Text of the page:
Huge £114million research investment announced for Cambridge
Cambridge is set to get a huge £114m from the Government to make world-first medical breakthroughs, as part of a record package of research funding announced today by Health Secretary Jeremy Hunt.
As a result of the last round of funding, Cambridge doctors and scientists developed an ingestible capsule that can detect abnormal cells in the oesophagus before they become cancerous.
Mental health, dementia and antimicrobial resistance will be among the research projects supported by a record £816 million investment in NHS research. Leading NHS clinicians and top universities will benefit from new world class facilities and support services built by the five-year funding package – the largest ever investment into health research.
Twenty NHS and University partnerships across England have each been awarded funding, through the National Institute for Health Research, boosting growth in cities across the country.
Each of the twenty Biomedical Research Centres will host the development of new, ground-breaking treatments, diagnostics, prevention and care for patients in a wide range of diseases like cancer and dementia.
Mental health research will see funding increase to nearly £70 million, dementia to over £45 million, deafness and hearing problems will receive over £15 million and antimicrobial resistance research rises to around £45 million.
The UK is already a world leader in pioneering medical breakthroughs and this record investment will ensure this strong tradition continues. It is estimated that for every £1 the Department of Health invests, hospitals/universities will generate £6 – from public funders of research, charities and industry partners - a boost for the economy.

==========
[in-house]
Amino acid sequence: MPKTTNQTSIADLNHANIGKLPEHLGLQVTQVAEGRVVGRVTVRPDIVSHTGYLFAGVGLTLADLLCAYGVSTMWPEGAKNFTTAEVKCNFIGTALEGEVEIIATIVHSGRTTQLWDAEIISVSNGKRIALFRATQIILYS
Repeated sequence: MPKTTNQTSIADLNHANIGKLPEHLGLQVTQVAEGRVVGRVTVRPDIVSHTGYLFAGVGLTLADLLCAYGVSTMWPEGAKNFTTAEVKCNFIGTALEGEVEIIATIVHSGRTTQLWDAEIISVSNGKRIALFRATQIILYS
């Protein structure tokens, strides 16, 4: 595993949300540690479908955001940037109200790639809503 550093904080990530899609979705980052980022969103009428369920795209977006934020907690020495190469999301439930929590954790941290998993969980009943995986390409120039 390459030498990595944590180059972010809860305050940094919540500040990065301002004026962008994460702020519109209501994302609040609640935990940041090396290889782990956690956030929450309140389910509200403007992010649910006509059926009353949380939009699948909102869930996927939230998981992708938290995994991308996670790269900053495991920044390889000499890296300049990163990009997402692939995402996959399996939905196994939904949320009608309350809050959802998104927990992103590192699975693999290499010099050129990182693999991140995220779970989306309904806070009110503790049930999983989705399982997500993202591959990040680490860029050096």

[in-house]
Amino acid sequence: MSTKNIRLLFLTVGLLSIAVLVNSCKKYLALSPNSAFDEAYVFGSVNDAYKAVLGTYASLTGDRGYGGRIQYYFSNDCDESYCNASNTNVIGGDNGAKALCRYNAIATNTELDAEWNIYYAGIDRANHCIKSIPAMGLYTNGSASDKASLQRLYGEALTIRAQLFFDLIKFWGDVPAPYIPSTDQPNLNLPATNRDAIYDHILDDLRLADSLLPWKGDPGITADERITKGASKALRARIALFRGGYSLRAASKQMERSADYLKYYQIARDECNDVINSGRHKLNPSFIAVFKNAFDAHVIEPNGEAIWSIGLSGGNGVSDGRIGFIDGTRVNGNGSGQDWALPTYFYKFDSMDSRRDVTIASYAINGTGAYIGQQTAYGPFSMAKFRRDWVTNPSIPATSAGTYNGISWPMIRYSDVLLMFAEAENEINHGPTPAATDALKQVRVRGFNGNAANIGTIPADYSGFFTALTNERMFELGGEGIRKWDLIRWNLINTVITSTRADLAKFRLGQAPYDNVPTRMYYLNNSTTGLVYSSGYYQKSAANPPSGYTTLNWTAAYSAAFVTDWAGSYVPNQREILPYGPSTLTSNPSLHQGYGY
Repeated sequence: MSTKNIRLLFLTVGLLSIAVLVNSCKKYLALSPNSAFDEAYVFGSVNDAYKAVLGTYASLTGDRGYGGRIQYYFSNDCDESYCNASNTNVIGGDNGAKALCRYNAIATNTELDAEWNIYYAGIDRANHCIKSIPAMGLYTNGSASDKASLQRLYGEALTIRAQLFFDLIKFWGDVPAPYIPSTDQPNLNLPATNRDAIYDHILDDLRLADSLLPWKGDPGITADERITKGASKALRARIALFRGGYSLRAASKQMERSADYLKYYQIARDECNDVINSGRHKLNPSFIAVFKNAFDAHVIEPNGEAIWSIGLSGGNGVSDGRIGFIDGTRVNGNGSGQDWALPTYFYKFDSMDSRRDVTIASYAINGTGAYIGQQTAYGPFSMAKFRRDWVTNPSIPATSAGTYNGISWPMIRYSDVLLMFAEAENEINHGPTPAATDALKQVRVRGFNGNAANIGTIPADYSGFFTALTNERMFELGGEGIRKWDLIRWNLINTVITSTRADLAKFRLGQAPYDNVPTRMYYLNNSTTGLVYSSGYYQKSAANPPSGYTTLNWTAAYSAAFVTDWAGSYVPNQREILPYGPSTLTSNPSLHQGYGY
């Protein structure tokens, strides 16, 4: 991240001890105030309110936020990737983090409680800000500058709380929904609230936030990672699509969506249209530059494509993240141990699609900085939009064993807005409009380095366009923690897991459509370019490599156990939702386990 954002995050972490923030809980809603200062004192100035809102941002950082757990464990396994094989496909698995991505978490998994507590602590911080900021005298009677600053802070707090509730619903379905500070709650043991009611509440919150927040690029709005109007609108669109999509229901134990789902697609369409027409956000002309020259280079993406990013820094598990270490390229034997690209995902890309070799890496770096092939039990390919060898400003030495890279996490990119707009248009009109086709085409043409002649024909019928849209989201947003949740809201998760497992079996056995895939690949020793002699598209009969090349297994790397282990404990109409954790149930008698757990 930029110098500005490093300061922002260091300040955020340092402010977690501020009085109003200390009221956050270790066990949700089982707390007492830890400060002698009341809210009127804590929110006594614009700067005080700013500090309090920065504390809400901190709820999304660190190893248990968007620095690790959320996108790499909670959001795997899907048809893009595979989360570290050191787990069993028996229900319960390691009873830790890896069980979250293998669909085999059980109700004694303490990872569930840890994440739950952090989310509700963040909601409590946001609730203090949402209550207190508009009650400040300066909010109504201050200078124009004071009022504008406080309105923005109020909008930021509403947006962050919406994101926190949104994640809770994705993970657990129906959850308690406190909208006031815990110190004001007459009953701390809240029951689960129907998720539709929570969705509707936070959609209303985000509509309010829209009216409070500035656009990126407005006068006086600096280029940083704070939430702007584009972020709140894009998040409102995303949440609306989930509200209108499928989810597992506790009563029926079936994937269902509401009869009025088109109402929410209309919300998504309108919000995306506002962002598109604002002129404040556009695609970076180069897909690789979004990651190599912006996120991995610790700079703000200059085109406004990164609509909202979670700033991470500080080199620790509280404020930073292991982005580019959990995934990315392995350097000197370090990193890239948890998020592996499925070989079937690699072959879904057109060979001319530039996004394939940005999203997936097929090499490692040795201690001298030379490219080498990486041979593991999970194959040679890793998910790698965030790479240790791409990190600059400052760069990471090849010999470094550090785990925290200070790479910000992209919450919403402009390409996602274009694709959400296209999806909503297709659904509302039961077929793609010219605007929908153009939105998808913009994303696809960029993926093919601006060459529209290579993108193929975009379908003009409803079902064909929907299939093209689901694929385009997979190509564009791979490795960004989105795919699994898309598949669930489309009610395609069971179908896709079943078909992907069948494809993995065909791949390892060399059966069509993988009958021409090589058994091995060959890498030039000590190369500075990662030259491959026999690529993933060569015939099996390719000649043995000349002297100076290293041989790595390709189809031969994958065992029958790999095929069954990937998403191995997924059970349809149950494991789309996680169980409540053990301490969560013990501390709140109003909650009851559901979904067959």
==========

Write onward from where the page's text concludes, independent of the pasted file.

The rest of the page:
Previous rounds of funding have led to medical breakthroughs including:
- Scientists genetically engineer patients’ own cells to attack cancer
- World first use of gene-edited immune cells to treat ‘incurable’ leukemia
- Clinical trials of new T-cell treatment for cancer
- MRI brain scans to detect early Parkinson’s
- Detection of the early signs of Alzheimer's disease
- Diagnosing Barrett’s oesophagus in primary care
- Multi-gene DNA sequencing which can help predict cancer patients' responses to treatment was launched in the NHS
- New immunotherapy trial to test cancer vaccine.
Health Secretary, Jeremy Hunt said: “The UK has so often led the world in health research – from the invention of the smallpox vaccine to the discovery of penicillin and the development of DNA sequencing. Today, we are making sure the UK stays ahead of the game by laying the foundations for a new age of personalised medicine.
“We are supporting the great minds of the NHS to push the frontiers of medical science so that patients in this country continue to benefit from the very latest treatments and the highest standards of care.”
Professor John Bradley, Director of the NIHR Cambridge Biomedical Research Centre, said: "We are delighted that our research excellence has been recognised by this massive investment. We look forward to continuing our work to translate Cambridge's outstanding biomedical research into benefits for patients."
Funding was awarded to hospital/university partnerships across the country; including Birmingham, Cambridge, Manchester, Oxford, Newcastle and London for treatments including; antimicrobial resistance, diabetes and cancer.
Chief Scientific Advisor, Professor Chris Whitty, said: “The future of NHS care depends on the science we do now. This new funding will enable clinical researchers to keep pushing for medical breakthroughs. The NIHR Biomedical Research Centres announced today offer huge potential benefits for patients across the country.”
Press release issued by the Department of Health
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